Recently, I had requested bank account numbers and bank routing numbers from a few companies with whom we have just begun doing business. I needed to get these companies set up for on line payments since all of our corporate banking is conducted electronically.
I made my request to accountants, chief financial officers and the like. I got the information I needed but what surprised me about receiving this data was that each person emailed the information to me in plain text with no encryption.
Employees with responsibility for corporate financial data have some of the most sensitive company information at their fingertips every day. Often, I think we neglect to recognize the potential for damage if this data got into the wrong hands. Of course, measures are in place within our office environments and on our computer networks, but security for email is often forgotten.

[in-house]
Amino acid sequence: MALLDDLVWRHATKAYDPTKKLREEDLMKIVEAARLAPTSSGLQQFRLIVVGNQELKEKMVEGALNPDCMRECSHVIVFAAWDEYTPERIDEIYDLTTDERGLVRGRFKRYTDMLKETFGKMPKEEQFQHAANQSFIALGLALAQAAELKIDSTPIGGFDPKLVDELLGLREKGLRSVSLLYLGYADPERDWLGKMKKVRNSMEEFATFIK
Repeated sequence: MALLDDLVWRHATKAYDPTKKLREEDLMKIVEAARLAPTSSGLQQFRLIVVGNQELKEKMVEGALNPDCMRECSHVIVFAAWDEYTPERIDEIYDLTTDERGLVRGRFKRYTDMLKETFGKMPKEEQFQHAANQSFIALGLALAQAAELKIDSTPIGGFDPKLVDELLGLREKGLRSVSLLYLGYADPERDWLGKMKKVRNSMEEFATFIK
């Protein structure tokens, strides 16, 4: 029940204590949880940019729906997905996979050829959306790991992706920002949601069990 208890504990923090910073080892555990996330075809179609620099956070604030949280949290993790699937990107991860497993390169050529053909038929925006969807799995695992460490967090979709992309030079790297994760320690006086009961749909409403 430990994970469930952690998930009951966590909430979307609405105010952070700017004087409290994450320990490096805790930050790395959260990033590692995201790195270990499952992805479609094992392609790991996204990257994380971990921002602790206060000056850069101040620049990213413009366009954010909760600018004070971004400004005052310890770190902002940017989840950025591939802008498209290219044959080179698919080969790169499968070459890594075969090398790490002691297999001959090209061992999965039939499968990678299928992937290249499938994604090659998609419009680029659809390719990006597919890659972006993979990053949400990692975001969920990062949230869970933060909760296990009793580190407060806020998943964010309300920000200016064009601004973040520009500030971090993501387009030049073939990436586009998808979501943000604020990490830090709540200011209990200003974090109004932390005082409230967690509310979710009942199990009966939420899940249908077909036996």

Although my financial counterparts may not use encryption every day, I would encourage them to adopt a method and learn to use it. If your primary responsibilities focus on accounting in your organization, I urge you to inquire with your technical support staff about an encryption method and then use it whenever you transmit sensitive data through email. If your IT department does not have an accepted encryption method, you can begin to research some common options by reviewing PGP, GPG or the encryption built into Win Zip (just make sure you use strong passwords).
Then you will be doing your part in maintaining your company’s confidential data whenever it travels over the Internet!